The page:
Above Rubies!

In Which Acrylic Paint Turns Me Into My Mother

He is seven! I thought. "You are seven!" I shouted. "You know better than this!" And thus in that moment, my transformation into my mother was complete.

Over the past couple of years I have caught myself saying things from The List of Phrases, things like:

  • When I was your age...
  • Just wait until daddy gets home...

But I was caught off guard by this last one, because seriously. He IS seven, and he OUGHT to know better.

Let's step back, shall we? Yesterday I handed Rowen the delightful book "Wreck This Journal" by Keri Smith. Rowen pretty much couldn't believe her eyes. So it's ok for me to crack the spine? Throw this book off the porch and out into the yard? Best.Book.Ever. Of course Elliott wanted in on the game. So thanking Heaven for Amazon Prime, I hopped on and bought him one, and it arrived this afternoon. Same awesome result: total creative abandon.

Wreck This Journal, by Keri Smith

Wreck This Journal, by Keri Smith

Now I don't blame Ms. Smith for the next bit - she can't have known about my family's unfortunate (dare I say star-crossed?) relationship to acrylic paint. So when the book said to make fingerprints, Elliott dug out a bottle of bright green acrylic paint from some recess in the house (possibly put there by an vengeful angel of the devil), and that's the last I see of him for a few minutes.

I was in the kitchen, dishing out pie and ice cream for an afternoon snack like the virtuous and devoted and spotlessly coiffed and manicured and aproned mother I am, when Elliott comes in from the front door covered in green paint to the elbow. I looked blandly around - this isn't the first time I've seen paint to his elbows - and he said, "I did an awesome fingerprint! The paint is on the patio."

Some of this, especially the sinister phrase "the paint is on the patio" should have triggered something. But I was recovering from last night's migraine and frankly just not feeling as suspicious as I should have been. So a couple of minutes later I head for the front door to ask Rowen if she wants caramel sauce, and WHAAAA! Green paint! In a huge, and I mean HUGE swath on the porch. Some of it was already dry. I say, "What have you done??" (In my best I-just-became-my-mother-shout)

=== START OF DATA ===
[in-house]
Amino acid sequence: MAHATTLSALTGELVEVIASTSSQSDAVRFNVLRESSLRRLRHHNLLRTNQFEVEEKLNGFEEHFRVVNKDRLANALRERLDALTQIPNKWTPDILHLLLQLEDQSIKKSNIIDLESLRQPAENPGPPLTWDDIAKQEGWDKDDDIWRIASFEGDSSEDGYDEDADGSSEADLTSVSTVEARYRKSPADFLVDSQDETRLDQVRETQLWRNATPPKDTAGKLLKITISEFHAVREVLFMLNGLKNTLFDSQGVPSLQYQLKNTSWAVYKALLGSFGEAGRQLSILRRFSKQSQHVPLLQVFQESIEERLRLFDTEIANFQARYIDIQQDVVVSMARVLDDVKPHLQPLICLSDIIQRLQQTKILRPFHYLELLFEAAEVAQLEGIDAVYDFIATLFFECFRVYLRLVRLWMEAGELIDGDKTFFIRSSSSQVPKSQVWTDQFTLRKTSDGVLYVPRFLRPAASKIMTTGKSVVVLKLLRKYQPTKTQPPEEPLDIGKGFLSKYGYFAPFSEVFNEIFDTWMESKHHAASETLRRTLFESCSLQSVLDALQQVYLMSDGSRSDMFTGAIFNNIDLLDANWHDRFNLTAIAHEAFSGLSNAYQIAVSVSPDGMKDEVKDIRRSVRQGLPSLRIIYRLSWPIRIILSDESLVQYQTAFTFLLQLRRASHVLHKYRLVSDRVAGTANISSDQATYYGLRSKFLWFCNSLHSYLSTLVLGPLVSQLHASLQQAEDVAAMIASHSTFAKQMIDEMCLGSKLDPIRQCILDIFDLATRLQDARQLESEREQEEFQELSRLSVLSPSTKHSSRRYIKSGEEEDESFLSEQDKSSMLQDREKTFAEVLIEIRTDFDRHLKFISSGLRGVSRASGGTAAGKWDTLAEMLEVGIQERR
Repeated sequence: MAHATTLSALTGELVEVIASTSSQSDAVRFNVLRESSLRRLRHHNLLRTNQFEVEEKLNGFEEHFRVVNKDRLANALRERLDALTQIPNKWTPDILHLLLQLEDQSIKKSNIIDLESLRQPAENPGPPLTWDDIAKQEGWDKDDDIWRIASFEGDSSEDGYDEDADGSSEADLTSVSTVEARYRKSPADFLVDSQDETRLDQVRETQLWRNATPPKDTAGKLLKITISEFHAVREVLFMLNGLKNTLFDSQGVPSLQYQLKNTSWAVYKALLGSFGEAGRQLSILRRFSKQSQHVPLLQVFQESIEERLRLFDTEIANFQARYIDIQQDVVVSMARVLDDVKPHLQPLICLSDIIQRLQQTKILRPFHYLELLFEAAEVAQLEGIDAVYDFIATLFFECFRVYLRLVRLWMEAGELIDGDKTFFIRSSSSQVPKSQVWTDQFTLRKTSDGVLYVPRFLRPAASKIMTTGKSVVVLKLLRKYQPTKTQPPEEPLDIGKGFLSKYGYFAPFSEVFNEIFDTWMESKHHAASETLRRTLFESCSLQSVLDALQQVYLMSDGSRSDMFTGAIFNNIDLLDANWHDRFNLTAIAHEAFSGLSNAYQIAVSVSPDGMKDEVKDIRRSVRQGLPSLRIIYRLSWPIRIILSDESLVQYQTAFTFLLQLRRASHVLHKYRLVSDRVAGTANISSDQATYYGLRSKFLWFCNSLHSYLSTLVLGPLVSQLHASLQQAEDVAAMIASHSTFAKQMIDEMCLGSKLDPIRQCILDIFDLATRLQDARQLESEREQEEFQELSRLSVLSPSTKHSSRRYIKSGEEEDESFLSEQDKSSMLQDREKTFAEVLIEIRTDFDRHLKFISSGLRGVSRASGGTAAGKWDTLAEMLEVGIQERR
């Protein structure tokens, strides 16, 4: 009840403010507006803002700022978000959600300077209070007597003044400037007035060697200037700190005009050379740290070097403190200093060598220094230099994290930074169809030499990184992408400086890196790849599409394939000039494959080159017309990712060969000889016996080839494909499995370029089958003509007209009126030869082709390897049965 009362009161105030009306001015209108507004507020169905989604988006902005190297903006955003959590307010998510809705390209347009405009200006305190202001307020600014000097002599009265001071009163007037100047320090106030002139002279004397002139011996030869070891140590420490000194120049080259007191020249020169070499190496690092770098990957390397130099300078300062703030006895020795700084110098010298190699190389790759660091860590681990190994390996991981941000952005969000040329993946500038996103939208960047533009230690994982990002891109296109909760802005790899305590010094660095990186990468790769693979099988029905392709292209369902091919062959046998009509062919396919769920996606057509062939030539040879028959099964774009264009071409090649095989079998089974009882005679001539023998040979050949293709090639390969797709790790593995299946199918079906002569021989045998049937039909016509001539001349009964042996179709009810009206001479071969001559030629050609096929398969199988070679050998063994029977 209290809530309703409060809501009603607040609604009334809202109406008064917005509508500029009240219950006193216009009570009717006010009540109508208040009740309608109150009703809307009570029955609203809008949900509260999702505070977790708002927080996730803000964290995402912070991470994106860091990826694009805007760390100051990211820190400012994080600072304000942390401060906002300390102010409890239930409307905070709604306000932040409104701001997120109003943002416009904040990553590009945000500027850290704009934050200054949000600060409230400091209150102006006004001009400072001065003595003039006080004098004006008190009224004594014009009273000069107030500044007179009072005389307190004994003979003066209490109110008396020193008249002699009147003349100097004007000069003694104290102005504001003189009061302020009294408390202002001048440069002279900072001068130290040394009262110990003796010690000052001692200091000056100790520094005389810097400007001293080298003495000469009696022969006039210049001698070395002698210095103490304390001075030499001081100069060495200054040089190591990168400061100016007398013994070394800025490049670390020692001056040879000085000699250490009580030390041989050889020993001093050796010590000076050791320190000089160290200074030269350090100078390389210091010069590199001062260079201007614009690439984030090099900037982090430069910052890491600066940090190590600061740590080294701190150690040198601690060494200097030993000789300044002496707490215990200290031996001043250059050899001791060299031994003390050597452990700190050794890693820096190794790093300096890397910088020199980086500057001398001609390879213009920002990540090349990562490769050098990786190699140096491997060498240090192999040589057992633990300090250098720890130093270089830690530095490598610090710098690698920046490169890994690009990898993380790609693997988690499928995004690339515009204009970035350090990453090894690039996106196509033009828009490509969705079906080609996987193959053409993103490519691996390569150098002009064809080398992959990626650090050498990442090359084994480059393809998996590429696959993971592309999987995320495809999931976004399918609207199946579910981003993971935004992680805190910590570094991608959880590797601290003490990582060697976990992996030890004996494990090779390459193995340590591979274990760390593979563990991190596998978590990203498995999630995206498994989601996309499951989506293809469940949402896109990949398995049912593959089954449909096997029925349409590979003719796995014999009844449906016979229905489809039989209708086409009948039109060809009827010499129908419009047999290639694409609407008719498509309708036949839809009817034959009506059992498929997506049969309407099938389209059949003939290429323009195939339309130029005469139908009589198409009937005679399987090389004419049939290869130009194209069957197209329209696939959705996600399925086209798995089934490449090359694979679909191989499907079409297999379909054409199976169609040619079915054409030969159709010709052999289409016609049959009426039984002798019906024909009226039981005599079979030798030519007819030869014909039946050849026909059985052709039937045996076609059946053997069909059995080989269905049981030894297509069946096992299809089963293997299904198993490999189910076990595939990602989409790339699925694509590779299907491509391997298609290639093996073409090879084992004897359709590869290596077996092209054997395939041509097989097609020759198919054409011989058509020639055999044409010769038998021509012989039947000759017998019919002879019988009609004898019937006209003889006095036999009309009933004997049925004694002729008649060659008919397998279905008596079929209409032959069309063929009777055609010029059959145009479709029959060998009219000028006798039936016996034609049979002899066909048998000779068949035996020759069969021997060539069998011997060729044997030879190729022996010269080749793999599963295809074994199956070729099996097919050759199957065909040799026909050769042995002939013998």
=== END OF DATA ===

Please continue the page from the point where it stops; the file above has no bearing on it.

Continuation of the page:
And then. He says (I am repeating this through mental clenched teeth), "I told you the paint was on the patio, and you said OK." I closed my eyes. possibly turned my face to the heavens. I know I sighed in defeat. What I mostly felt was a serious case of déjà vu. Oh there have been other times when I've come stumbling out the front door to the sight of acrylic paint. Yes there have.

We did the only thing to be done. We got the bleach and the spray cleaner and scrubbing brushes and the hose, rolled up our pant legs, and got maybe 80% of it out before the remnant joined the other colors (royal blue and teal blue, respectively - at least my little paint monsters have good color sense) embedded into the concrete on our front porch.


Elliott is super sorry. He said it like 15 times. Of course he has no good reason why, in the name of all that is good and holy, he couldn't have gotten a paper plate or one of the several hundred sheets of newsprint we have just for the purpose of putting paint on. And I guess it doesn't matter. It was, after all, the project I had given him, and I had done so in the name of creative abandon. And really, in the long run, at least from the perspective of someone who is seven, the line between creative abandon and utter fool stupidity is very, very faint.

And there have been, and most likely will be, worse than this. So it won't pay to overdramatize now, and then have nowhere else to go when he reaches 16 and is brought home by the police or the Stake President. Gotta pace myself.

And I do enjoy the irony, that my transformation into my mother has taken the form of spilled acrylic paint, since art and color are my life. For memory's sake, here is the layout I created in 2008 about acrylic paint. (Clearly I have something to learn here?)

Lest you disbelieve me. Here is my record of the event from 2008. Click to read.